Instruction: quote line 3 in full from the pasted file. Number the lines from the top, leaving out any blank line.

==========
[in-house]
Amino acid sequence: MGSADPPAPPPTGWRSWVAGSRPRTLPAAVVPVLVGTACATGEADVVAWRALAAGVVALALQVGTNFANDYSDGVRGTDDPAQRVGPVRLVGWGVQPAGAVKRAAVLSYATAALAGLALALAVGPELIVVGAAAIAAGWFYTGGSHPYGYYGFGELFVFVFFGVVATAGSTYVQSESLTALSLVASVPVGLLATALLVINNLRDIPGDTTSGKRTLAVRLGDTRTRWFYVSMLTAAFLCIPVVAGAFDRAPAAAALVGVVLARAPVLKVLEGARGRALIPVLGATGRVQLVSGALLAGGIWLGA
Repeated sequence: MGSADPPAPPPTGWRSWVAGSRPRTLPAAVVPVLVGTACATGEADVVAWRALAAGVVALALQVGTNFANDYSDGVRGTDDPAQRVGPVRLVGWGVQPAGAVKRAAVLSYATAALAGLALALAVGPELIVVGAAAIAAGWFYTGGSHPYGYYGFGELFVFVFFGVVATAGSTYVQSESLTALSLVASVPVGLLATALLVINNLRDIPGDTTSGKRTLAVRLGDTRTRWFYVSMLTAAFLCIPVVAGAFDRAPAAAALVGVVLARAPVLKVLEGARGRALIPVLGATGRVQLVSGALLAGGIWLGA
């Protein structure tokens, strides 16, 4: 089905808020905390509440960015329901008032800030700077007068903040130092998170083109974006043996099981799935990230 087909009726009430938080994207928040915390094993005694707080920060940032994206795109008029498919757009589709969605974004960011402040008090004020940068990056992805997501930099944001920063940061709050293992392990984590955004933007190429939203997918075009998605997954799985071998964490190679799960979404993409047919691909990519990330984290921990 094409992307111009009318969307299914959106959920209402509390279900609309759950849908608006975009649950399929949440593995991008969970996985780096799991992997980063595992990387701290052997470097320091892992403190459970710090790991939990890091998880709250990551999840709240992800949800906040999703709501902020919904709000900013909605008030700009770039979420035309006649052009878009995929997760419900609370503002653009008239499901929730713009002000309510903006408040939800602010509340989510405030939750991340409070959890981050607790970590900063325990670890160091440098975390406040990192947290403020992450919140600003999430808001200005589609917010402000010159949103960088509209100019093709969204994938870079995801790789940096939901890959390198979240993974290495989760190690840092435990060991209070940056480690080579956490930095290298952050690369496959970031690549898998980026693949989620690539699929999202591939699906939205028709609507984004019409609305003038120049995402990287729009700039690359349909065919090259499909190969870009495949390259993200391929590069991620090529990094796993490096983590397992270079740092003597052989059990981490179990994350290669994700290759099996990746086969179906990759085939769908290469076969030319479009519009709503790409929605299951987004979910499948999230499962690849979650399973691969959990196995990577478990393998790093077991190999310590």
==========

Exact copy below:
Repeated sequence: MGSADPPAPPPTGWRSWVAGSRPRTLPAAVVPVLVGTACATGEADVVAWRALAAGVVALALQVGTNFANDYSDGVRGTDDPAQRVGPVRLVGWGVQPAGAVKRAAVLSYATAALAGLALALAVGPELIVVGAAAIAAGWFYTGGSHPYGYYGFGELFVFVFFGVVATAGSTYVQSESLTALSLVASVPVGLLATALLVINNLRDIPGDTTSGKRTLAVRLGDTRTRWFYVSMLTAAFLCIPVVAGAFDRAPAAAALVGVVLARAPVLKVLEGARGRALIPVLGATGRVQLVSGALLAGGIWLGA